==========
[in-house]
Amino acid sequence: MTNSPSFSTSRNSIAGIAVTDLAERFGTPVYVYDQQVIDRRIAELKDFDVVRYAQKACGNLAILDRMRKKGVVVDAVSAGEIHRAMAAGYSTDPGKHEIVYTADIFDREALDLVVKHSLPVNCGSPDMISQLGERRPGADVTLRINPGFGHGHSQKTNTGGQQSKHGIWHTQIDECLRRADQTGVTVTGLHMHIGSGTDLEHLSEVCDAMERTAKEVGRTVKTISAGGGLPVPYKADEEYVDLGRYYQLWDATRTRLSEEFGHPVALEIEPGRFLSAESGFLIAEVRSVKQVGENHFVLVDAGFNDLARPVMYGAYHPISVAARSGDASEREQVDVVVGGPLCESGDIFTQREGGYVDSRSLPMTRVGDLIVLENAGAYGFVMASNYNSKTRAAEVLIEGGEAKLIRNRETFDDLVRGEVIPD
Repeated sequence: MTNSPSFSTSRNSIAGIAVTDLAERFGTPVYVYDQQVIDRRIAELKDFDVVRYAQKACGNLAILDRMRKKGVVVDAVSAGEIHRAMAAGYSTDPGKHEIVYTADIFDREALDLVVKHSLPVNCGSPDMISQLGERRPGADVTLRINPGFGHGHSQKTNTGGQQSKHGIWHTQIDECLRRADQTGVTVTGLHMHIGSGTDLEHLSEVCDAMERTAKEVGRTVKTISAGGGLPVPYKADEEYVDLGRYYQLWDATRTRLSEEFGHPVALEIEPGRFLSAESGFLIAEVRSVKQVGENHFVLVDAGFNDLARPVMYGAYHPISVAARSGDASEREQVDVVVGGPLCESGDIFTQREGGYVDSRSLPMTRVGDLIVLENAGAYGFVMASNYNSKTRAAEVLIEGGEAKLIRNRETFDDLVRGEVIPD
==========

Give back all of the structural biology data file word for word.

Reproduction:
[in-house]
Amino acid sequence: MTNSPSFSTSRNSIAGIAVTDLAERFGTPVYVYDQQVIDRRIAELKDFDVVRYAQKACGNLAILDRMRKKGVVVDAVSAGEIHRAMAAGYSTDPGKHEIVYTADIFDREALDLVVKHSLPVNCGSPDMISQLGERRPGADVTLRINPGFGHGHSQKTNTGGQQSKHGIWHTQIDECLRRADQTGVTVTGLHMHIGSGTDLEHLSEVCDAMERTAKEVGRTVKTISAGGGLPVPYKADEEYVDLGRYYQLWDATRTRLSEEFGHPVALEIEPGRFLSAESGFLIAEVRSVKQVGENHFVLVDAGFNDLARPVMYGAYHPISVAARSGDASEREQVDVVVGGPLCESGDIFTQREGGYVDSRSLPMTRVGDLIVLENAGAYGFVMASNYNSKTRAAEVLIEGGEAKLIRNRETFDDLVRGEVIPD
Repeated sequence: MTNSPSFSTSRNSIAGIAVTDLAERFGTPVYVYDQQVIDRRIAELKDFDVVRYAQKACGNLAILDRMRKKGVVVDAVSAGEIHRAMAAGYSTDPGKHEIVYTADIFDREALDLVVKHSLPVNCGSPDMISQLGERRPGADVTLRINPGFGHGHSQKTNTGGQQSKHGIWHTQIDECLRRADQTGVTVTGLHMHIGSGTDLEHLSEVCDAMERTAKEVGRTVKTISAGGGLPVPYKADEEYVDLGRYYQLWDATRTRLSEEFGHPVALEIEPGRFLSAESGFLIAEVRSVKQVGENHFVLVDAGFNDLARPVMYGAYHPISVAARSGDASEREQVDVVVGGPLCESGDIFTQREGGYVDSRSLPMTRVGDLIVLENAGAYGFVMASNYNSKTRAAEVLIEGGEAKLIRNRETFDDLVRGEVIPD